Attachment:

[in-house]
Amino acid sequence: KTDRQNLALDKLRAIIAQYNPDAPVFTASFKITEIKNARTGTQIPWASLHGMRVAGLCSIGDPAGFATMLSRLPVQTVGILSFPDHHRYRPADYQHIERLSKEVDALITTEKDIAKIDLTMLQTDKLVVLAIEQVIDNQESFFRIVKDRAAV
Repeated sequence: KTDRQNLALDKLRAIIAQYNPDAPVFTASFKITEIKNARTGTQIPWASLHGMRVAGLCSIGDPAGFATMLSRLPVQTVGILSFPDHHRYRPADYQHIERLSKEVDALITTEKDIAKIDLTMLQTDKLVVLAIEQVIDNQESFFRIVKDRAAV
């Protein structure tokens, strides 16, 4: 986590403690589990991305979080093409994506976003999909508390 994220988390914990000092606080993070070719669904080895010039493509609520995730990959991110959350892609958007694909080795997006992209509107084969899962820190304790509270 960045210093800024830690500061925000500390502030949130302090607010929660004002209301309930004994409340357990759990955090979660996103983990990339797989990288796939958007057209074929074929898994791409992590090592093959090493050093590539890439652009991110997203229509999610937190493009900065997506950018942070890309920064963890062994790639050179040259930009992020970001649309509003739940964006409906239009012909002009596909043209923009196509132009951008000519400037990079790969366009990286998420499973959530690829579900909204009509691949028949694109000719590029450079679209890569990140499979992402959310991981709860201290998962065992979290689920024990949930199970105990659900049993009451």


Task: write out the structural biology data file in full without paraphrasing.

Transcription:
[in-house]
Amino acid sequence: KTDRQNLALDKLRAIIAQYNPDAPVFTASFKITEIKNARTGTQIPWASLHGMRVAGLCSIGDPAGFATMLSRLPVQTVGILSFPDHHRYRPADYQHIERLSKEVDALITTEKDIAKIDLTMLQTDKLVVLAIEQVIDNQESFFRIVKDRAAV
Repeated sequence: KTDRQNLALDKLRAIIAQYNPDAPVFTASFKITEIKNARTGTQIPWASLHGMRVAGLCSIGDPAGFATMLSRLPVQTVGILSFPDHHRYRPADYQHIERLSKEVDALITTEKDIAKIDLTMLQTDKLVVLAIEQVIDNQESFFRIVKDRAAV
């Protein structure tokens, strides 16, 4: 986590403690589990991305979080093409994506976003999909508390 994220988390914990000092606080993070070719669904080895010039493509609520995730990959991110959350892609958007694909080795997006992209509107084969899962820190304790509270 960045210093800024830690500061925000500390502030949130302090607010929660004002209301309930004994409340357990759990955090979660996103983990990339797989990288796939958007057209074929074929898994791409992590090592093959090493050093590539890439652009991110997203229509999610937190493009900065997506950018942070890309920064963890062994790639050179040259930009992020970001649309509003739940964006409906239009012909002009596909043209923009196509132009951008000519400037990079790969366009990286998420499973959530690829579900909204009509691949028949694109000719590029450079679209890569990140499979992402959310991981709860201290998962065992979290689920024990949930199970105990659900049993009451």